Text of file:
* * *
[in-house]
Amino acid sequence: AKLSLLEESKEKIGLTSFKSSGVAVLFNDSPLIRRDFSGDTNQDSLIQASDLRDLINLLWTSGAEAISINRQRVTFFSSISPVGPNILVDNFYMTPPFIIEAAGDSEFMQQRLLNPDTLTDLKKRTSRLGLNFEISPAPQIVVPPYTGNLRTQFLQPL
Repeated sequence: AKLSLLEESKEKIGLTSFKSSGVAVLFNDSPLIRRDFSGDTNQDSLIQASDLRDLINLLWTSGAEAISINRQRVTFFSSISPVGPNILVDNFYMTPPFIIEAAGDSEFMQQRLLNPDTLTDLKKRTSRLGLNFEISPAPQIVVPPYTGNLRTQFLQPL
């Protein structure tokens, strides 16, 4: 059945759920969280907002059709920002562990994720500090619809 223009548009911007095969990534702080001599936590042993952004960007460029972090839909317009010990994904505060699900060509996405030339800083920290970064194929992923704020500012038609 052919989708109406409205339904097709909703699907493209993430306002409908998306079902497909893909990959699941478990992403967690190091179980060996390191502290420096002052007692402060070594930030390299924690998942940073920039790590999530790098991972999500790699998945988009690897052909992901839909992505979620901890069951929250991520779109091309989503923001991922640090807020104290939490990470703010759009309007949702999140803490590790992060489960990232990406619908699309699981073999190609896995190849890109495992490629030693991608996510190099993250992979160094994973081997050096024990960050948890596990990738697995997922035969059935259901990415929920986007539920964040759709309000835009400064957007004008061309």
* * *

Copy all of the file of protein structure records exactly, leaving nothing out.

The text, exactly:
[in-house]
Amino acid sequence: AKLSLLEESKEKIGLTSFKSSGVAVLFNDSPLIRRDFSGDTNQDSLIQASDLRDLINLLWTSGAEAISINRQRVTFFSSISPVGPNILVDNFYMTPPFIIEAAGDSEFMQQRLLNPDTLTDLKKRTSRLGLNFEISPAPQIVVPPYTGNLRTQFLQPL
Repeated sequence: AKLSLLEESKEKIGLTSFKSSGVAVLFNDSPLIRRDFSGDTNQDSLIQASDLRDLINLLWTSGAEAISINRQRVTFFSSISPVGPNILVDNFYMTPPFIIEAAGDSEFMQQRLLNPDTLTDLKKRTSRLGLNFEISPAPQIVVPPYTGNLRTQFLQPL
């Protein structure tokens, strides 16, 4: 059945759920969280907002059709920002562990994720500090619809 223009548009911007095969990534702080001599936590042993952004960007460029972090839909317009010990994904505060699900060509996405030339800083920290970064194929992923704020500012038609 052919989708109406409205339904097709909703699907493209993430306002409908998306079902497909893909990959699941478990992403967690190091179980060996390191502290420096002052007692402060070594930030390299924690998942940073920039790590999530790098991972999500790699998945988009690897052909992901839909992505979620901890069951929250991520779109091309989503923001991922640090807020104290939490990470703010759009309007949702999140803490590790992060489960990232990406619908699309699981073999190609896995190849890109495992490629030693991608996510190099993250992979160094994973081997050096024990960050948890596990990738697995997922035969059935259901990415929920986007539920964040759709309000835009400064957007004008061309």